web of trust : Java Glossary


web of trust
A scheme in PGP encryption to verify that a given public key truly belongs to who it claims to. The problem in PGP (Pretty Good Privacy) is all certificates are self-signed. There is no certificate authority company who verifies identities or issues certificates. Basically individual users verify other people’s public keys attesting to that fact by digitally signing with their private key. Based on who you trust to verify others, you can compute a level of assurance about the owner of any presented given key. As your key acquires more and more endorsements, the more trustworthy it becomes and the more trustworthy endorsements made with that key become. The problem the web of trust attempts to solve is somebody could easily set up a PGP key in your name and pretend to be you, or set up an account under a completely fictitious name. He would have difficulty getting other reputable people to sign his key.

PGP public keys, with their attached validation signatures, are distributed primarily via public keyservers and secondarily via the websites of the key owners.

Key Signing Party

A key-signing party requires at least two people.

Prior to attending, you print out the fingerprints of your own various keys and of the people whose keys you plan to verify. In EnigMail you view the key properties to find the fingerprint. This is not secret. For example my fingerprint for  email Roedy Greenis B452 0372 6F10 2713 4FF5 7AE1 945A 4DDA BC35 BEDB. With GnuPG, you can find out fingerprints with:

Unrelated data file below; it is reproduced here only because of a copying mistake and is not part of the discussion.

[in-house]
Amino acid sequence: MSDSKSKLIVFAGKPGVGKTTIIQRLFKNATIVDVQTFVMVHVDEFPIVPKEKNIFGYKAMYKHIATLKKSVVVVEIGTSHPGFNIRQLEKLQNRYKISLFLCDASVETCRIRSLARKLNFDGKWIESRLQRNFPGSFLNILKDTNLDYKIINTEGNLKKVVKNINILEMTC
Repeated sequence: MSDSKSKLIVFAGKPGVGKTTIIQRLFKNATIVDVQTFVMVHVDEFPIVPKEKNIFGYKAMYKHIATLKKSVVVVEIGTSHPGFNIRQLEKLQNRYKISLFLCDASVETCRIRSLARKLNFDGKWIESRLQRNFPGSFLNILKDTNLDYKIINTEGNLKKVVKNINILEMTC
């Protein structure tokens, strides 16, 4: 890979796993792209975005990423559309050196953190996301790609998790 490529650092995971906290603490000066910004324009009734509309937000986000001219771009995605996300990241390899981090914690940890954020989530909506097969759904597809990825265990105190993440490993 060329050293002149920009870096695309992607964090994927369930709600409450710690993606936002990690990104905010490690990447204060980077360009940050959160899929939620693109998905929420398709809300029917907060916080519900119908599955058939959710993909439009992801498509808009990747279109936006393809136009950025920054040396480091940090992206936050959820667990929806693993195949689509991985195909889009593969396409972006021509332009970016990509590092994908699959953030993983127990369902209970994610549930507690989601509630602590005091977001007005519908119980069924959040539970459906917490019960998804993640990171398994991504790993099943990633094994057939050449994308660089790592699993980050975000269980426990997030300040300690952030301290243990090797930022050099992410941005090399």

gpg --fingerprint key-id

When we meet, we verify everyone’s fingerprints, making sure that your copy of my public key and my copy of your public key are both correct.

We show each other id to convince each other we are who we claim to be.

Once we return home with verified key signatures, we import the keys if we don’t already have them, the we sign each others’ verified keys

gpg --edit-key key-id

It’s discouraged to bring your own laptop, diskettes, CD (Compact Disc) s, flash drives etc. to a key signing, especially for a mass key-signing party, where they are generally forbidden. This is to ensure that there’s no shoulder-surfing or keylogging of pass phrases. All that’s required is our key fingerprints, which are cryptographically-sufficiently unique to verify the key.

Once keys are cross-signed, upload them to public key servers (with the attached endorsements) and upload any online copies you have on your website. That way anyone fetching your key will get the endorsements as well. You upload both your own public keys and the public keys of others you have signed. The web database will merge the endorsements from various sources.

Additionally, if you have multiple keys, cross-sign them with each other. That way, someone who has acquired a verified key for one of your email address automatically has verified copies of your other addresses.

You can then download your own public keys to get copies of the recent endorsements. See GnuPG for details on how you disseminate your public keys.

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